We developed the survey program based on the DBDC that is utilized in resources for the future. The survey is conducted with 1434 people living in Seoul and six large cities (Gwangju, Daejeon, Incheon, Daegu, Busan, Ulsan). One-to-one interviews take more than a month, but they can be completed within one week when performing a web-based survey of 1000 people. After completion of the survey, the results are applied to the algorithm of VSL calculation. The lists to calculate VSL include: the distribution of residence in a large city, age, sex, health status compared with the same age group, the satisfaction with health after 10 years, current disease status, family history, family income, number of family, marriage, treatment for and survival of cancer, smoking status, housing type, last educational background, job status, and amount willing to pay to reduce risks. The analysis of each list is important to ensure reliability of results.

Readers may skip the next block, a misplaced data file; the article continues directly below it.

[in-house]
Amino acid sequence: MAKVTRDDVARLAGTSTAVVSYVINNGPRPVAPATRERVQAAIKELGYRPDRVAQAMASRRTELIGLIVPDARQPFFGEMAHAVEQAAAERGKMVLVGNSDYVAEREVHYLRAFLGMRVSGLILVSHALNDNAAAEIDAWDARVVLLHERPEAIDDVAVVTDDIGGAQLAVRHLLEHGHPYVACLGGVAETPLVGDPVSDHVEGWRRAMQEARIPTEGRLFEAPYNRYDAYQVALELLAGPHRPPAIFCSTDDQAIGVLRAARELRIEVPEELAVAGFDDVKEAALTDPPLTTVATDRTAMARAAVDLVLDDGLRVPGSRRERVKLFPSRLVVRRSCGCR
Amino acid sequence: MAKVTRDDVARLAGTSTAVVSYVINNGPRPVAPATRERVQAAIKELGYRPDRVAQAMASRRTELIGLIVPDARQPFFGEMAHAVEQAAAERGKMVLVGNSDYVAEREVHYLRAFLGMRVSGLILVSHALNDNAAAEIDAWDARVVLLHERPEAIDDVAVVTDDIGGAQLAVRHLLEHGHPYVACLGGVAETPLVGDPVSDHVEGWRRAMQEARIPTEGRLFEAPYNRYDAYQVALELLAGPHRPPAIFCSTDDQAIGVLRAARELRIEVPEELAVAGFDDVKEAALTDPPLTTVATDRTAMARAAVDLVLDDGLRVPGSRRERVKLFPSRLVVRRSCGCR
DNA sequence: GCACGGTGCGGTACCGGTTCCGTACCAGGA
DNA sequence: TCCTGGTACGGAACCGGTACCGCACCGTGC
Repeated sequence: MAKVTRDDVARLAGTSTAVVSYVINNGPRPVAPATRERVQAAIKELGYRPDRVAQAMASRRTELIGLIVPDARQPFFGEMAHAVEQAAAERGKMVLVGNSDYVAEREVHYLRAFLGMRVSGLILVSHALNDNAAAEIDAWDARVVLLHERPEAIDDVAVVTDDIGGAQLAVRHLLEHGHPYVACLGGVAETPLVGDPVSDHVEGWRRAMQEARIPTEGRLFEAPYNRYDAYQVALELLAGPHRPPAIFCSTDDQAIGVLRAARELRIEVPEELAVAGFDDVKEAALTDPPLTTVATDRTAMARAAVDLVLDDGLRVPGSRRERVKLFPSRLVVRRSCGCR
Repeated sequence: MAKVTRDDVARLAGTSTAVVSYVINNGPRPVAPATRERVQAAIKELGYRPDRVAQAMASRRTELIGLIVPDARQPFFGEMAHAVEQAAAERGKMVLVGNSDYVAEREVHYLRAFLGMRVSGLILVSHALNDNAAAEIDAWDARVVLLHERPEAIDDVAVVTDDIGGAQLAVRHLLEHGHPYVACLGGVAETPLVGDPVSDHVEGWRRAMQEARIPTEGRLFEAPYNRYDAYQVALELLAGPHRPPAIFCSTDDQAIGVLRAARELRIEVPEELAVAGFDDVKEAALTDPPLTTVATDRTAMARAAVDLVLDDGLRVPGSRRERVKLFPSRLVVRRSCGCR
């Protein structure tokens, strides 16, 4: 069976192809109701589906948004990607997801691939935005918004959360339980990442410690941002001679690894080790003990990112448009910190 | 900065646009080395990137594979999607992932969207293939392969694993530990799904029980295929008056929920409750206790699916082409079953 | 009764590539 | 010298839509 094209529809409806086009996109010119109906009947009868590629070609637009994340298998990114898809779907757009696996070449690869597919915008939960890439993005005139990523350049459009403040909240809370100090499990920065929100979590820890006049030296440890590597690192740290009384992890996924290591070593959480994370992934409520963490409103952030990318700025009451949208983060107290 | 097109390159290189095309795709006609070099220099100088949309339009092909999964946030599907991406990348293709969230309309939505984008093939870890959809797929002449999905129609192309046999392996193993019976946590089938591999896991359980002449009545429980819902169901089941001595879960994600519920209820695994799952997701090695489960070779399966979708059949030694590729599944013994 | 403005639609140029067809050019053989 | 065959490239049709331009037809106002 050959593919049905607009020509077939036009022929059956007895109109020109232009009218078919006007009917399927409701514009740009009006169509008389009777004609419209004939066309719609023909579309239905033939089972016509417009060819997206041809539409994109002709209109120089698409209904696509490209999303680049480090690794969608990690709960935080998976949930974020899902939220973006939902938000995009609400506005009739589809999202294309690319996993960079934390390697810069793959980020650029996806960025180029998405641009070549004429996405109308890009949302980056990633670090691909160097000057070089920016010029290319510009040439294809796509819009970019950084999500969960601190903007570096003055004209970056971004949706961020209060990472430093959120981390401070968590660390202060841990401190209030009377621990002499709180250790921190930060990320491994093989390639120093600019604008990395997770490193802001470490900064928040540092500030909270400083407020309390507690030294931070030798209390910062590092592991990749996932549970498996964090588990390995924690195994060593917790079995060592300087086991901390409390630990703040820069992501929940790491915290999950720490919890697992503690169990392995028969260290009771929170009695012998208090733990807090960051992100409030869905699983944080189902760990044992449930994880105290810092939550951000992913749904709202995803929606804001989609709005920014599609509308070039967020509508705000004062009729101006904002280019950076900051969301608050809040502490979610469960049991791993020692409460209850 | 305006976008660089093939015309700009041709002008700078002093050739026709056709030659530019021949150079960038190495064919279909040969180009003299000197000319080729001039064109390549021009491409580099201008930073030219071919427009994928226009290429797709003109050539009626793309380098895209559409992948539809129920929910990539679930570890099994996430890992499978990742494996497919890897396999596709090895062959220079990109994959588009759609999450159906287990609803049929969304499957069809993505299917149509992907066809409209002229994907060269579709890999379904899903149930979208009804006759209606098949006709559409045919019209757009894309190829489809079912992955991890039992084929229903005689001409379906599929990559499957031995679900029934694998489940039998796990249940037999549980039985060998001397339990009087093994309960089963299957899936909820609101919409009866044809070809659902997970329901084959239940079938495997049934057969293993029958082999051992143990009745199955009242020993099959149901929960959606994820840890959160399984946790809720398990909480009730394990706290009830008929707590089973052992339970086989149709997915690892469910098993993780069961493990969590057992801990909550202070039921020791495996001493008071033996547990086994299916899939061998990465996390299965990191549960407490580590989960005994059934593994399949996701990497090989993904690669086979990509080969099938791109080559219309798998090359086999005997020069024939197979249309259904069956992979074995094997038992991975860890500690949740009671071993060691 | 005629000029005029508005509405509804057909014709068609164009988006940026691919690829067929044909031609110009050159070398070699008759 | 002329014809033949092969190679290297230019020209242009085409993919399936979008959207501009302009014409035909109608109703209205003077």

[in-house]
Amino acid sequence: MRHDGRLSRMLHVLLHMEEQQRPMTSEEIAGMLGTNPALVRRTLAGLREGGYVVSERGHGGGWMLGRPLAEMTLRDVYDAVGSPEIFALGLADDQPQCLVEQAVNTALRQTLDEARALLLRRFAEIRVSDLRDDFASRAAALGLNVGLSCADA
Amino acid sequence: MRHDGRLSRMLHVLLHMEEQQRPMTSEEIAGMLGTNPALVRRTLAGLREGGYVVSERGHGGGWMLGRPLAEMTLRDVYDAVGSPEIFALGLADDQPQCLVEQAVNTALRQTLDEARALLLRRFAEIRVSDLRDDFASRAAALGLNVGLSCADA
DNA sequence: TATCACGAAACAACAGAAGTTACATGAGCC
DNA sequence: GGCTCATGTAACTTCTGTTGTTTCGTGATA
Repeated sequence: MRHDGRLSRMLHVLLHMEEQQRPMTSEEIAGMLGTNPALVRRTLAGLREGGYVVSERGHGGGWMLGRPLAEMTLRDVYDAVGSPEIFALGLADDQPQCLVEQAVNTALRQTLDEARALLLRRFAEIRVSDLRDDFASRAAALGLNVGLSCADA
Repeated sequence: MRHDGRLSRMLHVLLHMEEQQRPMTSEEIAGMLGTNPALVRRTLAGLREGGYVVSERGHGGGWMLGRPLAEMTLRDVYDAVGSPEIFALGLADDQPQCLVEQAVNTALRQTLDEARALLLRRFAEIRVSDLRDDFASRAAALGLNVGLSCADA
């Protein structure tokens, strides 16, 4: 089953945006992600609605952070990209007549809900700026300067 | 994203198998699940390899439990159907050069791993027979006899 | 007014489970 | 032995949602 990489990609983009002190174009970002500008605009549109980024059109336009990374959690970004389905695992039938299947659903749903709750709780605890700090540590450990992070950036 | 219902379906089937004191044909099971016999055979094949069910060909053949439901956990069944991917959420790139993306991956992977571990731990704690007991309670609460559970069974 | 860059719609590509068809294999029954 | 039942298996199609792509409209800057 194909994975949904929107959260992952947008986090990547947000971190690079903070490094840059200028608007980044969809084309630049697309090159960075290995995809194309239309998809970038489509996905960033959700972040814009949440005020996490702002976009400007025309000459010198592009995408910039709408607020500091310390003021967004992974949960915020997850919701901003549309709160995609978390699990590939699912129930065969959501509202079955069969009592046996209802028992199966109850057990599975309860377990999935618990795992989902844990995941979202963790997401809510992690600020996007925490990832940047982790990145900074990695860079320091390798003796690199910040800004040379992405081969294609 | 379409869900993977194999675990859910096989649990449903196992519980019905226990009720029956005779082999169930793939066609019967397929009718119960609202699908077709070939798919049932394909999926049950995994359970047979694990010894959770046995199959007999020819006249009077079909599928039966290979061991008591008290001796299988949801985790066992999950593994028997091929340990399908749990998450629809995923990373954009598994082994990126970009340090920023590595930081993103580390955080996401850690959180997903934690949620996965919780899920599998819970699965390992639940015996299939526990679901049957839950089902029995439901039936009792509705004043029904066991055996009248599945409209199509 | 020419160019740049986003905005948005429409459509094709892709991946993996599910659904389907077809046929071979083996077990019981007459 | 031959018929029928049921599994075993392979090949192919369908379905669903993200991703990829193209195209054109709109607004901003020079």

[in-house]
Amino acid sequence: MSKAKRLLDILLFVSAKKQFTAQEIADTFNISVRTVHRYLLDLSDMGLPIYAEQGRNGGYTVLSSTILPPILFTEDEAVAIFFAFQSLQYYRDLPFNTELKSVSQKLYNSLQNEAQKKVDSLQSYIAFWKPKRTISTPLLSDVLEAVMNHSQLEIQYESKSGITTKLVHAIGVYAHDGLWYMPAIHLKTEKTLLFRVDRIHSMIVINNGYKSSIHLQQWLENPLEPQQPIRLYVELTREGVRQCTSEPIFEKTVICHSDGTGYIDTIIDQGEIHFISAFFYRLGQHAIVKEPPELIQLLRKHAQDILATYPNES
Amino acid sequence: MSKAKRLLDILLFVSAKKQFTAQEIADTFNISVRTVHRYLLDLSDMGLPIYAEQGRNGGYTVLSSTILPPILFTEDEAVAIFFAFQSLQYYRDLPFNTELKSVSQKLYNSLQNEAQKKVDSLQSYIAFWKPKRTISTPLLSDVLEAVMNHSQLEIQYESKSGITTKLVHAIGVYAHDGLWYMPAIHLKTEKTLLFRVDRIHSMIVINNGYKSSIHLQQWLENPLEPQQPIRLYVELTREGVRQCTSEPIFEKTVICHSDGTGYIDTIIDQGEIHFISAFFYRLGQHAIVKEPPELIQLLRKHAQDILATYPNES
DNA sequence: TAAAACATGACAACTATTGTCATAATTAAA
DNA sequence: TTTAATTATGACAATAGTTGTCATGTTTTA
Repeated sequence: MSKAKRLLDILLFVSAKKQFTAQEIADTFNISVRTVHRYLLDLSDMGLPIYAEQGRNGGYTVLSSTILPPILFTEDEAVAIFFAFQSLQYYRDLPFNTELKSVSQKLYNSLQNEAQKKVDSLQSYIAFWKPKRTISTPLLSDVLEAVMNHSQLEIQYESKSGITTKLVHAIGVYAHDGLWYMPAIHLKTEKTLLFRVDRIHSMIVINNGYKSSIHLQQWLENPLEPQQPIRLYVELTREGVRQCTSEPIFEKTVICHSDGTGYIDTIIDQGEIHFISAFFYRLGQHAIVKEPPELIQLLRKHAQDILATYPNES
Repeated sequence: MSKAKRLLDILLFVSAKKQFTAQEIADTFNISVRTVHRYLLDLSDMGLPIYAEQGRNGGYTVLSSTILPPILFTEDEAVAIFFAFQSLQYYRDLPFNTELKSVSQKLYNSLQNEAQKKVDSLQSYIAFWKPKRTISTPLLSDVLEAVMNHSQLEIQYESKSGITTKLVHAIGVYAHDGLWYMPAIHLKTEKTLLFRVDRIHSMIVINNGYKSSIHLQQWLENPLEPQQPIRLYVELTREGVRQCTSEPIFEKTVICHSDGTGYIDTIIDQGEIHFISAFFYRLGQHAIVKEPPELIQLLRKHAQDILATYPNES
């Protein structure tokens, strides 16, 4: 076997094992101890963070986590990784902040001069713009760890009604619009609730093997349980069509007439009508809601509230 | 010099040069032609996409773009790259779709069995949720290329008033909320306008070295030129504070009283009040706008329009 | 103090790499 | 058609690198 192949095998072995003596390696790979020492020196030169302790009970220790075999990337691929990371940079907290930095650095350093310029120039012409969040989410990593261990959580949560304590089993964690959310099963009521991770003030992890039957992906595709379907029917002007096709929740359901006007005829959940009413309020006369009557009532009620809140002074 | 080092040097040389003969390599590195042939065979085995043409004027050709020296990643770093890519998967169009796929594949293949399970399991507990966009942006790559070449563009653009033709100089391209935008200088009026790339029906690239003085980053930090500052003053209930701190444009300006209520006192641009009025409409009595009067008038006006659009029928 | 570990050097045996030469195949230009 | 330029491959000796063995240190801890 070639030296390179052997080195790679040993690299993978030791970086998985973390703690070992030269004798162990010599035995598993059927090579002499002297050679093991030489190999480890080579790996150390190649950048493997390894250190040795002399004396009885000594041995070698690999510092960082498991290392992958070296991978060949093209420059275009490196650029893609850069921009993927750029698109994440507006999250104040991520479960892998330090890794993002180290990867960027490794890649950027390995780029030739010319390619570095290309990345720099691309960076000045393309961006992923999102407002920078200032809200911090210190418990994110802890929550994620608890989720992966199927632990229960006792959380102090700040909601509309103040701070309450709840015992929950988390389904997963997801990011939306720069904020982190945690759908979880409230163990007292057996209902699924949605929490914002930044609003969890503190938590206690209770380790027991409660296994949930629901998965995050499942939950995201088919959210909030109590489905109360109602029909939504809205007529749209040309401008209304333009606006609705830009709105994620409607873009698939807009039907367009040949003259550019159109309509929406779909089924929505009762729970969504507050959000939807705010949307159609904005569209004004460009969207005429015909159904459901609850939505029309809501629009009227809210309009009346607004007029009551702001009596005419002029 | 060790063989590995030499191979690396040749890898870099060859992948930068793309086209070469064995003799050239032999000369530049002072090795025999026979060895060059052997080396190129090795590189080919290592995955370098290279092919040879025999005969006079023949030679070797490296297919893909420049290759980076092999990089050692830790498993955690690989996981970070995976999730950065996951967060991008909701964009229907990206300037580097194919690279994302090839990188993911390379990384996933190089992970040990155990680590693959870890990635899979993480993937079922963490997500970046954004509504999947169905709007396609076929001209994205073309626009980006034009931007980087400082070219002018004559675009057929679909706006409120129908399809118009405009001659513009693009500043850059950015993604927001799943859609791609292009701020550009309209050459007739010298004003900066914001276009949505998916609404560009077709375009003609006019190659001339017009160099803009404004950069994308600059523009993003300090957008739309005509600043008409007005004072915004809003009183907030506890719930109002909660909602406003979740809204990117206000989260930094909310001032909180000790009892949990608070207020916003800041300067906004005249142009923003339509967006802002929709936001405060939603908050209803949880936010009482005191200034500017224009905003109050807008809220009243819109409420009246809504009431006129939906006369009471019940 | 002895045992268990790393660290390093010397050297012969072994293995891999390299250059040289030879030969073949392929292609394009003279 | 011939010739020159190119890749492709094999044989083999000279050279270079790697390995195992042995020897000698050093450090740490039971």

Results

The web-based questionnaire was performed using four structure of DBDC, randomly. The structure changes depending on the suggested payable amount first proposed. The distributions of the results of the analyzed payable amounts and characteristics can be determined as reliable data. We conducted a questionnaire survey using the initial amounts of 4000 Korean won (KRW), 10000 KRW, 20000 KRW, and 40000 KRW (Table 1).